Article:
The VLP-16, a LIDAR product by Velodyne. While all LiDAR systems find it easier to see more reflective surfaces,a recent USA Today article  may have overstated the problem.

By Harland Goulbourne

Toronto, Ontario -- February 5, 2018 -- A report in USA Today describes a future filled with brightly-coloured autonomous vehicles as likely, because the LiDAR - the eyes of most autonomous cars - struggles to see darker colours. Most autonomous vehicles make use of the LiDAR systems in order to navigate the road, and the reflectivity of surfaces is an important aspect of making the vehicles function properly. Dark colours make detection more difficult and less accurate. In a report by automotive journalist Nathan Bomey, it was explained that Ford and General Motors prototype autonomous vehicles have had to come up with a decidedly gormless solution - they are faced with the prospect of painting their vehicles in light, bright tones.

Corporations - including Ford and GM - recognize that selling only light-coloured vehicles might be hard on the bottom line, so are investing in creating darker paints. Paint manufacturer PPG has already make great strides in new paint technology that, while dark to human eyes, would remain clearly visible to machines.

But what about everything and everyone who is not covered in high-visibility paint? What was not mentioned in the article was the fate of those of us who are, by choice or lack of opportunity, not covered in glossy and cutting edge paints. Last month, when a Tesla vehicle driving on semi-autonomous mode rammed into the back of a bus, many experts announced that LiDAR, and only LiDAR, would make AVs safe. With the USA Today story, it seems that safety may be beyond the reach of all but the most bright and reflective of us.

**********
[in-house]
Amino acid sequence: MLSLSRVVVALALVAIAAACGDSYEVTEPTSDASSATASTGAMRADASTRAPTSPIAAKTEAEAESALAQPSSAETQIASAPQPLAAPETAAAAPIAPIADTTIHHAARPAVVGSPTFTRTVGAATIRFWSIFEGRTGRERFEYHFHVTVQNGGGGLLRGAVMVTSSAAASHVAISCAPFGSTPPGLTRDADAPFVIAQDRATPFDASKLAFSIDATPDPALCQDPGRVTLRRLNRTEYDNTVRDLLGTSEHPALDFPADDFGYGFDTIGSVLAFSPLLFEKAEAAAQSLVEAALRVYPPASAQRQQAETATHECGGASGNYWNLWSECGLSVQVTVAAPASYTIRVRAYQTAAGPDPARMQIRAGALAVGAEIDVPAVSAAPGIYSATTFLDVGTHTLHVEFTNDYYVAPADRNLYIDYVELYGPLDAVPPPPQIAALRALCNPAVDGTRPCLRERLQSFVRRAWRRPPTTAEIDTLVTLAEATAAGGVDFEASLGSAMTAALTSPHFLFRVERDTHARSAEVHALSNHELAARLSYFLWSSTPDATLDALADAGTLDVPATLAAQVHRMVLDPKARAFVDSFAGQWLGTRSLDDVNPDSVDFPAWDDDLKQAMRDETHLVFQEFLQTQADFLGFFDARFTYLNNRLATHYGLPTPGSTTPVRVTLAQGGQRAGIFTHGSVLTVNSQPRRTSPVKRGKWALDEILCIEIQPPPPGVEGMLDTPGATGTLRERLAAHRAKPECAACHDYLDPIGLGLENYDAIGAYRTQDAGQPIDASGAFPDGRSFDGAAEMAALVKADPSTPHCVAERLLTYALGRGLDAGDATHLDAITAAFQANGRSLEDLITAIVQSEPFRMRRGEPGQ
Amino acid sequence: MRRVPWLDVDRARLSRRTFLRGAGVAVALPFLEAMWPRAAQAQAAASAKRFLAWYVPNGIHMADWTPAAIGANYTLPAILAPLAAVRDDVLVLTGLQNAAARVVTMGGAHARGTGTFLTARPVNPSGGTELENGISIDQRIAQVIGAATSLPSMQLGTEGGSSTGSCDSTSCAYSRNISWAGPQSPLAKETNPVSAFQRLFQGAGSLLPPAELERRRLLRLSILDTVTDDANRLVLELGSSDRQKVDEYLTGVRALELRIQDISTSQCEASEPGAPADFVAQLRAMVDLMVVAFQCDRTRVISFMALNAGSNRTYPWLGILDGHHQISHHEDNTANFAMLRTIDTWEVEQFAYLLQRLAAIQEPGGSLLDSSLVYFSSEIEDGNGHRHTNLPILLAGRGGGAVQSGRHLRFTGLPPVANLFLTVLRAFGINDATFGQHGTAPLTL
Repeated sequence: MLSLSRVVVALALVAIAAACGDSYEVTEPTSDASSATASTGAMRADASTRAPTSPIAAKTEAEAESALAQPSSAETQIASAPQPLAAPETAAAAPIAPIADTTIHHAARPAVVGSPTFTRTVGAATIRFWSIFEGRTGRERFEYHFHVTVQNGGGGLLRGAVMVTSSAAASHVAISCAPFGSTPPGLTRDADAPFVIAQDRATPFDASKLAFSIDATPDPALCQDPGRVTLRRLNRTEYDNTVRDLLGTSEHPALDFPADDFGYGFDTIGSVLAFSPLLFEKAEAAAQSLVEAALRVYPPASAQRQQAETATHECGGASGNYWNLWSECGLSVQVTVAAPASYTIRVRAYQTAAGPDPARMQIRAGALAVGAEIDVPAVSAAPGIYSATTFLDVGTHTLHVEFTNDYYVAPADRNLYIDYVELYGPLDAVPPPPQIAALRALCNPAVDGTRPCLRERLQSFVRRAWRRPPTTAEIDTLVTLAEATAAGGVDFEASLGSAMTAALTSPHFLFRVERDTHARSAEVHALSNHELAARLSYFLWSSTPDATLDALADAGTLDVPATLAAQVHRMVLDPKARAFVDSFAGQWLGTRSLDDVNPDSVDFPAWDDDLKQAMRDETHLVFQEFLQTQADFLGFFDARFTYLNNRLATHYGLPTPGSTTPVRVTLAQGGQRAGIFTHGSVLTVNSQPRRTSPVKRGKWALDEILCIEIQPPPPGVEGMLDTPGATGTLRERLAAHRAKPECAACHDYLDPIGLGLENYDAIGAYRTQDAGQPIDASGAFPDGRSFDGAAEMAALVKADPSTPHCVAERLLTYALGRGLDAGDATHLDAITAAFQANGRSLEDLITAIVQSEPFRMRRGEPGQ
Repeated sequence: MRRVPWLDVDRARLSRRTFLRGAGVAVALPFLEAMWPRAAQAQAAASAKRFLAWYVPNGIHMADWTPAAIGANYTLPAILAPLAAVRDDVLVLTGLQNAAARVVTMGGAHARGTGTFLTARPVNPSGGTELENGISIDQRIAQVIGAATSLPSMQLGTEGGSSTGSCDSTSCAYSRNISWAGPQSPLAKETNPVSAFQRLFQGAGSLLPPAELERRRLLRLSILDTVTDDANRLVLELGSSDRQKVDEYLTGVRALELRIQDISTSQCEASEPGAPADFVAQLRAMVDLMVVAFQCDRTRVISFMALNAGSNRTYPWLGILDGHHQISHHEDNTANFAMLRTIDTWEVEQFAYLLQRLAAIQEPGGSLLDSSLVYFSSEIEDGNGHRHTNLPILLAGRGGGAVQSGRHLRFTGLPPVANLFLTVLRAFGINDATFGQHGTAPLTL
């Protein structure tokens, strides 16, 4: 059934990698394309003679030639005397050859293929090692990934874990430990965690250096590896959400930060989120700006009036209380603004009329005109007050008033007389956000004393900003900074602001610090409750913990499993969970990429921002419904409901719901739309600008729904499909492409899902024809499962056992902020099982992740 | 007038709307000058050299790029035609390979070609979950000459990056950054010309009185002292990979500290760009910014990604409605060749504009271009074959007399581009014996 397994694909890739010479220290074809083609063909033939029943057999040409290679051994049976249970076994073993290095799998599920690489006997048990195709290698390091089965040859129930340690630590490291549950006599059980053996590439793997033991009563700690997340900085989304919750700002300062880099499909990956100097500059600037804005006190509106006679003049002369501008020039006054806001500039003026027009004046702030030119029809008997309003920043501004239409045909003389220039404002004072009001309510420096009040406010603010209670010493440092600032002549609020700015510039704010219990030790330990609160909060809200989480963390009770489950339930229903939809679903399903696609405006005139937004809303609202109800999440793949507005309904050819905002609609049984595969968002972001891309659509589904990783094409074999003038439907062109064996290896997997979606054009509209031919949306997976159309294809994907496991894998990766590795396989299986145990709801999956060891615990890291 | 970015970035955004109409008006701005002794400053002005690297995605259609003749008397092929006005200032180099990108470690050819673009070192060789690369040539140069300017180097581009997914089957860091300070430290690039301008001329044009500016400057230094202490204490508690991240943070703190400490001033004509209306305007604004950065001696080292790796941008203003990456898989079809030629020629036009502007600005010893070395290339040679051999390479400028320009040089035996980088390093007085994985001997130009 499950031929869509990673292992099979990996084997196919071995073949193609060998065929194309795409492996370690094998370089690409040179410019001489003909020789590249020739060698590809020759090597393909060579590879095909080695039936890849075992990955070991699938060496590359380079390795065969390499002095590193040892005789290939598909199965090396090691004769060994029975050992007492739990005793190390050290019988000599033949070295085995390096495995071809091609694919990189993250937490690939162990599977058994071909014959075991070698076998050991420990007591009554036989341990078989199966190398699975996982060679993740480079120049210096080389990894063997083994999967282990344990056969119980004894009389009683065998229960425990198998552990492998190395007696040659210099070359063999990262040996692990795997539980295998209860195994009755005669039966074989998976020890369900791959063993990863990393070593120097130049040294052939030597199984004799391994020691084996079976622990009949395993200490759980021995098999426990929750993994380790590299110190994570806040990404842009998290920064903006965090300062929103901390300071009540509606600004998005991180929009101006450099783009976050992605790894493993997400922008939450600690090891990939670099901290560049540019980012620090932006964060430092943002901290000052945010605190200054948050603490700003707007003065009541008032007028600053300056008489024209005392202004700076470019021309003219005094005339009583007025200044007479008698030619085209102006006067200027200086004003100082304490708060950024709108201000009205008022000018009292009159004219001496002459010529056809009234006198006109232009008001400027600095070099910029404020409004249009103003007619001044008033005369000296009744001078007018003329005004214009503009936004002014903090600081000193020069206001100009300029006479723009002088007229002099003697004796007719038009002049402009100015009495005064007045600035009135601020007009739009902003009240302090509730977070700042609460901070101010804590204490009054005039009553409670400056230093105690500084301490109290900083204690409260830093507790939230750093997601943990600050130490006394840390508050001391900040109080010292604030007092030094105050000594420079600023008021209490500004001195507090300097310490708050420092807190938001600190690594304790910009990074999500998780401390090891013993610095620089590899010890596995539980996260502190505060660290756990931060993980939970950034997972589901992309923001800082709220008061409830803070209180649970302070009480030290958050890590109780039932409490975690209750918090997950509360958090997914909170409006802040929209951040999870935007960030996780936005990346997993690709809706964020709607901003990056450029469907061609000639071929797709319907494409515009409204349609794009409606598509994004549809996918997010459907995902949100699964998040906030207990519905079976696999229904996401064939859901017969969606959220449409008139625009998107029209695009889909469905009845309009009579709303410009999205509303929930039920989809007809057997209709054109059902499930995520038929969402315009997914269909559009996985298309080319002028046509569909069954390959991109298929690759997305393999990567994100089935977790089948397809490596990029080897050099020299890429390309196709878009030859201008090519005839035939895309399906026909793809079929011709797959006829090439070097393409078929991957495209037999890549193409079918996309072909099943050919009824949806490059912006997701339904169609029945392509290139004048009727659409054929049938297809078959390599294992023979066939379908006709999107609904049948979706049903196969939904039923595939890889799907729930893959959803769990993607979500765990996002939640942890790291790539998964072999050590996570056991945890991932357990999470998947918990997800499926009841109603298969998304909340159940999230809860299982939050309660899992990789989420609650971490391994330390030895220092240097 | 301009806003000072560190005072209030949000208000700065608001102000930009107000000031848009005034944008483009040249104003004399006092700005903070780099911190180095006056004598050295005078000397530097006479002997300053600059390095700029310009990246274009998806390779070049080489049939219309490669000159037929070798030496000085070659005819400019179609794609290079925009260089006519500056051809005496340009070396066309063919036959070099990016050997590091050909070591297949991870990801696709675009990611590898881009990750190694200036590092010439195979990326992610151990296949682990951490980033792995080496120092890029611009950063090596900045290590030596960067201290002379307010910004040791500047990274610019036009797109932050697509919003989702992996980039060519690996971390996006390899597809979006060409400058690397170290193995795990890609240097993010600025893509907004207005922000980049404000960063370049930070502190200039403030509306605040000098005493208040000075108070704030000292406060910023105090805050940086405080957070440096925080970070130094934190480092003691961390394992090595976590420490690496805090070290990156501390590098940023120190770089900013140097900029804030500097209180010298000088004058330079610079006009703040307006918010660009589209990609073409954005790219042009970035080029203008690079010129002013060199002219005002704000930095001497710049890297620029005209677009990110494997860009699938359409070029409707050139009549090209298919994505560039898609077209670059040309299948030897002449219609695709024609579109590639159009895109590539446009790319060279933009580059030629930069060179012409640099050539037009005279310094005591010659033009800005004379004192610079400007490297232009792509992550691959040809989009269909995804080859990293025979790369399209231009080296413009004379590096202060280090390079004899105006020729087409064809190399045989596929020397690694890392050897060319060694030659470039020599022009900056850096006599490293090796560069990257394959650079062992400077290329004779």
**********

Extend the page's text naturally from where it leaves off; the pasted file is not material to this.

There is, of course, another interpretation of the report: that USA Today built a story on a flimsy lead without really thinking it through. The truth is that, while all LiDAR systems do work best when tracking reflective objects - which can be seen as far as 300 meters away - the systems are perfectly capable of detecting human beings, rocks, or turns in the roadway, all within safe stopping distances.

Will the roadways of the future be dominated by a rinbow of bright colours, a highway of pastels? So far GM and Ford are exploring light colours for their AVs, but it is more likely they are just being cautious with their expensive prototypes.

 

The full USA Today article is available here:

 

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